Consuming a healthy amount of fortified foods like cereals or milks is an excellent way to squeeze in a few more daily nutrients you might otherwise struggle to get.

Pro #2: Vegan and Less Environmental Impact

An obvious and delightful pro to this tasty non-dairy milk alternative? No cows required! Meaning not only is it suitable for the dairy-free or vegan crowd, it’s also a milk option that’s gentler on our planet (with a lower carbon footprint and less water required to produce it than dairy milk) and animals.

An obvious and delightful pro to oat milk? No cows required!

And though this article is focused on the nutritional breakdown of this milk alternative, while we’re on the topic of dairy-free and vegan consumers, we’d be remiss not to mention the taste! Many feel oat milk’s creamy, smooth texture is the most similar to cow’s milk of the non-dairy alternatives.

Pro #3: Oat Milk is Allergen-Free (For the Most Part)

What are the benefits of oat milk? One major perk is its allergen-friendly status, since it’s free of common allergens like nuts and soy, making it a great option for those who can’t have dairy-free milks like soy or almond.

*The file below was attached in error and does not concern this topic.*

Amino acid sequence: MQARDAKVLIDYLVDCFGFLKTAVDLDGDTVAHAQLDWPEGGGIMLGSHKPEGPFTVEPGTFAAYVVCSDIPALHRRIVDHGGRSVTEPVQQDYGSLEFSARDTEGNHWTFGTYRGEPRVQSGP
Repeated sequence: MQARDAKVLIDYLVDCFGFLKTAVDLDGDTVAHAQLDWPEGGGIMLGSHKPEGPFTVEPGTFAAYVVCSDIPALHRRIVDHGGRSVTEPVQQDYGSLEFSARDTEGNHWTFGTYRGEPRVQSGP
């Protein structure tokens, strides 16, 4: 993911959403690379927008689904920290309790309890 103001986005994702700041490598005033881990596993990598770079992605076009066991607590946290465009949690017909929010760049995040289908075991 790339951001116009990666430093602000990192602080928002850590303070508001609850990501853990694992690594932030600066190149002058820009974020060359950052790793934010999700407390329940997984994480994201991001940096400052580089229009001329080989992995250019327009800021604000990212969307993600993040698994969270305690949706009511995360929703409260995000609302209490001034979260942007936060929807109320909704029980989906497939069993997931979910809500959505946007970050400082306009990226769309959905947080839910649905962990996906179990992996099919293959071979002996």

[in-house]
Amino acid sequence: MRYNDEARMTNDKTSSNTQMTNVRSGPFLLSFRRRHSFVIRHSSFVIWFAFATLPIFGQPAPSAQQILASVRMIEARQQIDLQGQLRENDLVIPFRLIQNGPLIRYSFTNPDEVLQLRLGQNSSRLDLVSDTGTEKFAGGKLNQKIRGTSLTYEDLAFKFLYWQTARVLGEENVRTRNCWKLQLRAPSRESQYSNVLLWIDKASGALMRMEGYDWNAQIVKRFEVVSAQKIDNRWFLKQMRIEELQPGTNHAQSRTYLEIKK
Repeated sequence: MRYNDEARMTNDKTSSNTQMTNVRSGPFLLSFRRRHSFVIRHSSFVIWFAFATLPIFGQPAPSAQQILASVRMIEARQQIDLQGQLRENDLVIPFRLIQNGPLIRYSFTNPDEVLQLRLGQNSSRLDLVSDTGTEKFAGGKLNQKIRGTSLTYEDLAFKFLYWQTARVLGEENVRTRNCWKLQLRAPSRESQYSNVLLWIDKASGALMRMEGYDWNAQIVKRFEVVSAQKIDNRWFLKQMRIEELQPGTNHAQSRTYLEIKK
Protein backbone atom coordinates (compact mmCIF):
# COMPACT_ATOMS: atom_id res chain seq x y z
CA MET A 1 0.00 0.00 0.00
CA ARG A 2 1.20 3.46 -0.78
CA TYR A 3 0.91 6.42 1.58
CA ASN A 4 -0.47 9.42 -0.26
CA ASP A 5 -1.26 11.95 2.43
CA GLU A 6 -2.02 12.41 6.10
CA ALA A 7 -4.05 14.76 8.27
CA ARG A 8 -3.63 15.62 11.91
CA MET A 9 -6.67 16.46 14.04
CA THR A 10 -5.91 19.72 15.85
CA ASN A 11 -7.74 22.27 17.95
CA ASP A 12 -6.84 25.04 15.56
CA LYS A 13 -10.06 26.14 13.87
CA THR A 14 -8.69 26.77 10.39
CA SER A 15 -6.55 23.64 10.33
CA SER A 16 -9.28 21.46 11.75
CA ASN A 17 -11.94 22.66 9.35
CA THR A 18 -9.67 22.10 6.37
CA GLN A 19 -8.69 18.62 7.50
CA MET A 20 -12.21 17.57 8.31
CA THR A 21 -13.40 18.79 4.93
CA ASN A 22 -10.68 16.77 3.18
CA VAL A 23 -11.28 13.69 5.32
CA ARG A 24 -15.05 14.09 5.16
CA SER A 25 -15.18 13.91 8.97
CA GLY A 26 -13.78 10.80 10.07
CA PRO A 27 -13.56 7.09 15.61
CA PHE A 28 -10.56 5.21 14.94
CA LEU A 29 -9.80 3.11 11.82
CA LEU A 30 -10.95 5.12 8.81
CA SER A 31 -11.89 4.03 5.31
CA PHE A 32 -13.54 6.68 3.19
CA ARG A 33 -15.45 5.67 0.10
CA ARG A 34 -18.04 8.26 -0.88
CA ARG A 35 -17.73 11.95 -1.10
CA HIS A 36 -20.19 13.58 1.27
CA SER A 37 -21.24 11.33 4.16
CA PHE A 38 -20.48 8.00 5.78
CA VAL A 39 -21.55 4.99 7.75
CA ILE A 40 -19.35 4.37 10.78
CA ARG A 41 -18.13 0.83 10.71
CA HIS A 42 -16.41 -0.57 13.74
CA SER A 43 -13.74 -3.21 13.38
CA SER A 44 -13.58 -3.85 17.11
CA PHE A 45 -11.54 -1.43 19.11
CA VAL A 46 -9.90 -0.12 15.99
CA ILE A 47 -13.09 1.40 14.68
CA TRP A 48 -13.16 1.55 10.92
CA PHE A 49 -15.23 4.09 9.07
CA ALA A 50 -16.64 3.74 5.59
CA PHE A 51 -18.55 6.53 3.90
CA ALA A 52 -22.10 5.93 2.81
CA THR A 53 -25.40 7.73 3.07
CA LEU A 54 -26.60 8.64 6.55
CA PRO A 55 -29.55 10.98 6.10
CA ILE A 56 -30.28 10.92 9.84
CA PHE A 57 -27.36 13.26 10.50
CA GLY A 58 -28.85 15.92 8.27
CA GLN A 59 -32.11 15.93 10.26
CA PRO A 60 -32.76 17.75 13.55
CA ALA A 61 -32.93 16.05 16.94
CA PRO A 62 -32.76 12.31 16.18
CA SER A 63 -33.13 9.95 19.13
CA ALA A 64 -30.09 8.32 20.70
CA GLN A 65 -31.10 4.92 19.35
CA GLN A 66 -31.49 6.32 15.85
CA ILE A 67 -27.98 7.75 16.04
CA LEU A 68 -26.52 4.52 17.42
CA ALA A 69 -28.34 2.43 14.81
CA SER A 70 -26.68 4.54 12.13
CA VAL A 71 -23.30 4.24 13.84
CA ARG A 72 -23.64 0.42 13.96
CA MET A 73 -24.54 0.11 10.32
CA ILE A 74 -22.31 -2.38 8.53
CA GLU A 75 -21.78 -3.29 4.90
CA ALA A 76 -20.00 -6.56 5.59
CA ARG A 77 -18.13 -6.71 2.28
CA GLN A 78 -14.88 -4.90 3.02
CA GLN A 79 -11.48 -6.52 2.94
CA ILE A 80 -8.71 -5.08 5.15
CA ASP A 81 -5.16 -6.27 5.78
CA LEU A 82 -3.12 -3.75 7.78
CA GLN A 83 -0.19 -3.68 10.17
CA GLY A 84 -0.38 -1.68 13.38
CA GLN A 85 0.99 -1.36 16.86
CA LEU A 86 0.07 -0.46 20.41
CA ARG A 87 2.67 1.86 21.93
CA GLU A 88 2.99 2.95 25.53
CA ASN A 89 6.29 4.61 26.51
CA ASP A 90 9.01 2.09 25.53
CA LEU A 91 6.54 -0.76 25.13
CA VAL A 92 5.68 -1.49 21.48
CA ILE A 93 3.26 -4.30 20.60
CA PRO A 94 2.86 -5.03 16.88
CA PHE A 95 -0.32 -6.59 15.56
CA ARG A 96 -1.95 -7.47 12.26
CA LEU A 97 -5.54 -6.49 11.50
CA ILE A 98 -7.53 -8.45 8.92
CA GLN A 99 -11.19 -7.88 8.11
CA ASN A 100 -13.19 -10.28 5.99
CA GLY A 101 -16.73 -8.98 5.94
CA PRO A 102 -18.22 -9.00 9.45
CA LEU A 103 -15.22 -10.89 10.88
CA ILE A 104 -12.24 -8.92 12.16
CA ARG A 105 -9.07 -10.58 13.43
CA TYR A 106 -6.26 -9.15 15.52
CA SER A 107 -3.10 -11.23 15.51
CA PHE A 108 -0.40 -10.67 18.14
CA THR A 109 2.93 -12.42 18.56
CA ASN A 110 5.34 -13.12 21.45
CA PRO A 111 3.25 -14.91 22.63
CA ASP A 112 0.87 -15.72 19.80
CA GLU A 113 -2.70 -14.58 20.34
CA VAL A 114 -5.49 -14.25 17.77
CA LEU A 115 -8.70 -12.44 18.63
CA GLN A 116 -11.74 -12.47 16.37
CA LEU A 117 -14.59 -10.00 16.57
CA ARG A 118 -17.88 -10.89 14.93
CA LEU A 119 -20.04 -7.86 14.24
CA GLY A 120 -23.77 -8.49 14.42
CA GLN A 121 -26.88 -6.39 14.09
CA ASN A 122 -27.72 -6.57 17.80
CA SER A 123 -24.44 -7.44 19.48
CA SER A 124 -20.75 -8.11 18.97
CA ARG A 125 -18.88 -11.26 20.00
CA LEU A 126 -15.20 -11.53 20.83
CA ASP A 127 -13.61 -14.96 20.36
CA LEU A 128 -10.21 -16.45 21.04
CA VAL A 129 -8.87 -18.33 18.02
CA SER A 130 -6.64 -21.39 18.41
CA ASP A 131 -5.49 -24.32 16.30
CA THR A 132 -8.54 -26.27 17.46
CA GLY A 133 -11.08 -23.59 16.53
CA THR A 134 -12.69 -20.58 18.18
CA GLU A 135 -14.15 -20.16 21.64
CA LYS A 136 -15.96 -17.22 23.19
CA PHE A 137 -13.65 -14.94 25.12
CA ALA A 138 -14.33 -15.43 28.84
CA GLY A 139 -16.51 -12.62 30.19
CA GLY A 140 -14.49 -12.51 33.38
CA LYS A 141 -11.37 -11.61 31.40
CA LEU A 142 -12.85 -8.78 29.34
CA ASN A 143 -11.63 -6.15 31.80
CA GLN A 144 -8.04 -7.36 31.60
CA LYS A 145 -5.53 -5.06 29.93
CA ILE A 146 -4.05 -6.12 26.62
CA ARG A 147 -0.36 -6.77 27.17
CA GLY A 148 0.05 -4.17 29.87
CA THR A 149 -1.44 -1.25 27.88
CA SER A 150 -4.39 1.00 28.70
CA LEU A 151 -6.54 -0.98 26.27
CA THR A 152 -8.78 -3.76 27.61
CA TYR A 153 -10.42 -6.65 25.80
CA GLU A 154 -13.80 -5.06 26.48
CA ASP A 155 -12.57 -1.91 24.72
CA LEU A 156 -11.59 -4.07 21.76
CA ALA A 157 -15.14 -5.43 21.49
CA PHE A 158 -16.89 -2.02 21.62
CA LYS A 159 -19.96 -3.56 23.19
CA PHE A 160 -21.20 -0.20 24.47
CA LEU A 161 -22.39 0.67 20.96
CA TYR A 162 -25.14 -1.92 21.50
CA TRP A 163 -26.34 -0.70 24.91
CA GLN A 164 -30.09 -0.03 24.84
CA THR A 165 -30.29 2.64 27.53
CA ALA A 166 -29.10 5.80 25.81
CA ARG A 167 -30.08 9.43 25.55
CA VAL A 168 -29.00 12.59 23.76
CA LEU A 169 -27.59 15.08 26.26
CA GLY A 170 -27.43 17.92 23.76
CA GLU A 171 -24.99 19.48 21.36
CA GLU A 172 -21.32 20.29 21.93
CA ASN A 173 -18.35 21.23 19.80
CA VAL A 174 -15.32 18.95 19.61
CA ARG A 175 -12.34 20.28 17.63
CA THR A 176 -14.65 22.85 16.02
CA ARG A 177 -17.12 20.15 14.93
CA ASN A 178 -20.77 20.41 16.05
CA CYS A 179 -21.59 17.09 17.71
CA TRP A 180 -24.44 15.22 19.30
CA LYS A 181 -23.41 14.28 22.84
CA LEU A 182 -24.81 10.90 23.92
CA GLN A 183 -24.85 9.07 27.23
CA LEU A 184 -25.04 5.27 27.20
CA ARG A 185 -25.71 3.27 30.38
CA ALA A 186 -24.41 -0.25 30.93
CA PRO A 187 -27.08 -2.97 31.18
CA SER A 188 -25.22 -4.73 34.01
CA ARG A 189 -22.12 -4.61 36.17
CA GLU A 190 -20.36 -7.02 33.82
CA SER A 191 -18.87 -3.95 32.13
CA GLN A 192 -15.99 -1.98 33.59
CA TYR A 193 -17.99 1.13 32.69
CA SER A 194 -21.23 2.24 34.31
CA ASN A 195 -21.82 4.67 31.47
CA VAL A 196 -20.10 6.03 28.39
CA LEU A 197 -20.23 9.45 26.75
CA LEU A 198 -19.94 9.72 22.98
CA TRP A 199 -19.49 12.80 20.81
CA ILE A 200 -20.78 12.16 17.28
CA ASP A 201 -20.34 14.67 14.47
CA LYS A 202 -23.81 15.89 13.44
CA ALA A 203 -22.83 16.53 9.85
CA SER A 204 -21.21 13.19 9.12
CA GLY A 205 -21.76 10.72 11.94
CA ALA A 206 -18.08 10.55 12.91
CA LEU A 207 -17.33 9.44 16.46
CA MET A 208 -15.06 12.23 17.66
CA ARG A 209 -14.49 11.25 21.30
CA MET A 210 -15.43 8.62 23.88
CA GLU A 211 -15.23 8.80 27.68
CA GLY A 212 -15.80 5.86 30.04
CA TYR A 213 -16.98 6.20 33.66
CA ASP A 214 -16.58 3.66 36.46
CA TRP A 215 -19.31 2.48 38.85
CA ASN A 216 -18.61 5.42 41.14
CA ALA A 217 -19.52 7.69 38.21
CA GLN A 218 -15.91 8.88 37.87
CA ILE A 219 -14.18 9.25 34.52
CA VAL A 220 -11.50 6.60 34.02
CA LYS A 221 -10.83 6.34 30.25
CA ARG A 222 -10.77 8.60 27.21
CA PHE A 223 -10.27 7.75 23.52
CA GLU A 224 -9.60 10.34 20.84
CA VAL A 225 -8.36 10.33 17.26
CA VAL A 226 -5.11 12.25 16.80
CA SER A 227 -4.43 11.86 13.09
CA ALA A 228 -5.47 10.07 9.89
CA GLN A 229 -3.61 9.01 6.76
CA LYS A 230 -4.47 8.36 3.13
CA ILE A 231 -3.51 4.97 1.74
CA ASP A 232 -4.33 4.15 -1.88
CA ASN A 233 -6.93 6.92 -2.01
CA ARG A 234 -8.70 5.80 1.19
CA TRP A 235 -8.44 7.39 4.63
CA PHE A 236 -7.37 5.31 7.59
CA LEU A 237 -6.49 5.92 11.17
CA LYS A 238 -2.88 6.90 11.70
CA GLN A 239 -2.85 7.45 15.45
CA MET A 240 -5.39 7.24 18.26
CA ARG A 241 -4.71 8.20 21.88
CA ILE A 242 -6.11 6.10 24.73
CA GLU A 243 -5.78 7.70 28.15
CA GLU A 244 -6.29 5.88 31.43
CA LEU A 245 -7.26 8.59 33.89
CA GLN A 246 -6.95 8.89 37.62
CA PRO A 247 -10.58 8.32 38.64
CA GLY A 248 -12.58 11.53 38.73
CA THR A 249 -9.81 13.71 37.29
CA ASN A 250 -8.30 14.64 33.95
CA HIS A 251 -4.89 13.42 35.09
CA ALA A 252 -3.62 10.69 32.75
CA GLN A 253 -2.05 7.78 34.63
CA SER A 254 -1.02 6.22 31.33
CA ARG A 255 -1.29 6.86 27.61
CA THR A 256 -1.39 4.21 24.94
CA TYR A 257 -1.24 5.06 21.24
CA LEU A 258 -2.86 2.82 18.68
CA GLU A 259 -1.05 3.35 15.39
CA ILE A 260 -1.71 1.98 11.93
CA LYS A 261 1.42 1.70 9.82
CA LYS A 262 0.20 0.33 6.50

If you’re sensitive to soy as many are, drink up! If you have a severe gluten allergy or intolerance though, you may want to opt for ones made with certified gluten-free oats (or make your own!)


Now Let’s Explore the Cons of Drinking Oat Milk

While there are clearly many health benefits of drinking oat milk as a non-dairy alternative, there are a few cons to be aware of.

Con #1: Can Be Packed with Hidden Sugars

All dairy-free milk isn’t created equal, and this holds true with oat milk.

While you wouldn’t expect much sugar to be lurking in a glass of oat milk or the bit you use in your coffee, it can add up. And each brand is different.

All dairy-free milk isn’t created equal, and this holds true with oat milk.

If you’re grabbing a flavored version or a souped up style like a barista’s blend, the sugar content can be especially high. Even unsweetened versions can pack a surprising punch of naturally occurring sugar released during the oat processing.

On the other hand, some brand’s unsweetened varieties can have even less sugar than dairy milk! The takeaway? Despite a product being marketed as a “healthy alternative,” that may not always be the case. It truly depends, so read the labels!